Butcher’s Broom – Ruscus aculeatus

Ruscus aculeatus

Common name: Butcher’s Broom
Latin name: Ruscus aculeatus
Other names: Box Holly, Jew’s Myrtle, Knee Holly, Kneeholm, Pettigree, Sweet Broom
Family: Ruscaceae
Habitat: The plant is native to the Mediterranean region. It grows in woods, waste and bushy areas.
Description: Butcher’s broom is a low-growing, evergreen shrub. It has a thick root and tough, striated stem with false thorny leaves. Flowers are small, greenish-white, produced in early spring. Female flowers are followed by scarlet red berries.
Parts used: Root, stem
Useful components: Steroidal saponins
Medicinal use: Butcher’s Broom is considered to be a laxative, diuretic, and a phlebotherapeutic agent. It has been very efficient in the treatment of circulatory diseases. It improves circulation, relieves constipation and relieves water retention discomfort. Topical use of Butcher’s Broom is said to be extremely beneficial in treatments of venous disorders, such as chronic venous deficiency and varicose veins. It is also recommended in treatment of hemorrhoids.  As an anti-inflammatory agent it is considered to be helpful as a remedy for atherosclerosis. In addition, Butcher’s Broom has been used as a mild diuretic and laxative.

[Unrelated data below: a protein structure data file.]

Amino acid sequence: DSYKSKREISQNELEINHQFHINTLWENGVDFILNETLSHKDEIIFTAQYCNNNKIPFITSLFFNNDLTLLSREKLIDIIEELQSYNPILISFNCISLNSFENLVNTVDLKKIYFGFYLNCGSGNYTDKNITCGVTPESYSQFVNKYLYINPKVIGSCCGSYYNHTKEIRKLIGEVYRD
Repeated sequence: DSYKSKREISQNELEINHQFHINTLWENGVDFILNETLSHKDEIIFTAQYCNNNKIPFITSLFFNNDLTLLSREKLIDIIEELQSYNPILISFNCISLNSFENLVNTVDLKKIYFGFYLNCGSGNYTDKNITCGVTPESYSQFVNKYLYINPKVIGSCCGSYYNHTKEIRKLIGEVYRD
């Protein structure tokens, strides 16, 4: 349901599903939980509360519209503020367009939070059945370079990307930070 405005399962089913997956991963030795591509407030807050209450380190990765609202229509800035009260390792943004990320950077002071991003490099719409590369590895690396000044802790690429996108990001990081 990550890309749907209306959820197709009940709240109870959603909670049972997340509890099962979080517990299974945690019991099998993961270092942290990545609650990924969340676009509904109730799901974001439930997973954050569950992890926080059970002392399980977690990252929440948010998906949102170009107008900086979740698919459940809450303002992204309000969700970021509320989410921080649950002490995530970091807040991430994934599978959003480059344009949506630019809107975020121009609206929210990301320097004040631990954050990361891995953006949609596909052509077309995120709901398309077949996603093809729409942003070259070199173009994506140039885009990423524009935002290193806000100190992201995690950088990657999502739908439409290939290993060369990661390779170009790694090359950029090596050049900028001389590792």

Safety: Some herbs could react with certain medication. Therefore, it is advisable to consult your doctor/herbalist before consumption of any herb.

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